Photo: Family, makeover Riihele
iron fist/ hand in the velvet glove The iron hand as a symbol of powerful control is found from the early 1700s (the iron fist appears in 1740), but Thomas Carlyle attributes the coining of the expression ‘the iron hand in a velvet glove’, to mean autocratic rule beneath a softer exterior, to Napoleon, although it has also been attributed to other, earlier rulers. The expression is highly variable, iron fist being as common as iron hand and other variants including steel fist mailet fist and silk glove.
Source: Expressions & Sayings at Tiscali.co.uk
“Velvet gloves – iron fist!” That is the thought for today’s Newsies. These poshest of the posh hands in the velvet gloves belong to my Baby Girl. Cool, hey?
What has been on my mind lately is that this week* there was the celebration in Finland for the 100-years of the equal and universal voting rights for both men and women in Finland along with the fact that the Finnish parliament is celebrating also the centenary of its existence.
Finland was the first country in the world to give these rights to all and sundry of her citizens that were over the age of 24 years.The first 19 ladies who were elected to the parliament in the election’s of 1907 which was the very first one after the law came into power. The figure 19 stands when put into per cent as 9,5 of the total elect parliamentarians at the time. Today the numbers are 75 ladies and in per cent as 35,7 per cent of the total and also, anybody over 18-years can vote here in Finland. A hundred years later and only just over a third are women. Hmmm…I wrote some time back these thoughts in this entry about the women and ‘thinking’ plus politics.
It is true that New Zealand gave the women the rights to vote in 1893, though, her right for standing up for election was not granted until long afterwards. Also, Australia in 1903 allowed the dames to vote but they were not as full elected members until well into the 1950’s. In Britain the universal rights were given in 1928 and in Switzerland 1971 the ladies had the right to vote. Interesting.
Last month the first five women* in Kuwait were able to put up their names for the electorate for the first time ever in their country. Well done, I say. We will see at the end of this month how they did as the elections are scheduled to be held on the 29th of June. Quoting the BBC article by Julia Wheeler thus: “…all Kuwaiti-born citizens over 30 can stand if they know how to read and write Arabic are registered on the electoral roll and do not have a criminal record.”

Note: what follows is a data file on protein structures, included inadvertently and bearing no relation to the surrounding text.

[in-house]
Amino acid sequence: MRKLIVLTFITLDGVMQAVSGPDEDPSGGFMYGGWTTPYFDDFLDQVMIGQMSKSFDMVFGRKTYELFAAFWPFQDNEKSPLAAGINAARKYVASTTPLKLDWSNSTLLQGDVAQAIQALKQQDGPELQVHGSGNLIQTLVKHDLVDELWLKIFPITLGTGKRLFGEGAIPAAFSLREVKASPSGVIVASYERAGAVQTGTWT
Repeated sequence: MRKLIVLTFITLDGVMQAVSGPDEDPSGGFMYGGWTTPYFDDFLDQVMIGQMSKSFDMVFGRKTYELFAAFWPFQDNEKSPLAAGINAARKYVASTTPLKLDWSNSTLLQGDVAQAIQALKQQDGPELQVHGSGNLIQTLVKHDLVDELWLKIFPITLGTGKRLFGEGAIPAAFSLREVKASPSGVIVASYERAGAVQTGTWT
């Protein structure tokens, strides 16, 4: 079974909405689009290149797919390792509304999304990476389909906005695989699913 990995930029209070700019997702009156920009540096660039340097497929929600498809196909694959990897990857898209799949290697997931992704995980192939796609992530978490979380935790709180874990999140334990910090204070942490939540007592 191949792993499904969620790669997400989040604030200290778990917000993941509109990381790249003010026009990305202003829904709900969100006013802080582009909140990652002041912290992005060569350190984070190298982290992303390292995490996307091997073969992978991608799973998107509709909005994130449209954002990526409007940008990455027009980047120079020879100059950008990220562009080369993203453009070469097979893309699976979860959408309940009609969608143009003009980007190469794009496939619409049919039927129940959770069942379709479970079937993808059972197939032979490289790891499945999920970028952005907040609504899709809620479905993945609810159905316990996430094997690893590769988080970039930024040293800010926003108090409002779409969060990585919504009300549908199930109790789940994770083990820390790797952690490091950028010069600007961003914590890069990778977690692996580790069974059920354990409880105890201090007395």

Another factor – lads, BTW, I am not a fiercely angry feminist but I am a very feminine lady who knows where she is at – is the unequal pay for the women for an equally demanding work where both have the same or similar education and experience. I wrote about it in this entry in here. Even in Scandinavia that is supposed to be the most equal part of the world in almost every way to the dames – the dame’s dollar/euro/krona is still only about 80 per cent of the man’s.
One thing that really, really bothers me in this Land of mine – Finland – is the extreme violence that so many women are subjected to daily by their spouses. I take that there are some and these days even more of the hostile women to men as well. No doubt about that. Still the figures show that every 6 minutes a female in this land is attacked by her spouse, every day 246 women are attacked physically by a male and every second week one dies due to the injuries and violence by the man in her life. Shocking.
On the one hand there are the great rights to vote – that is great – and then on the other hand this horrid violence. I did not know this until I returned back here. This is the reason I was quite stunned about the Amnesty International taking this violence issue up with the Finnish government and the authorities in general.
This violence in my mind is the sign of a very uncivilized country and society in its very basics.
Tis for Tis from the deeply thinking, wondering, pondering Riihele xx.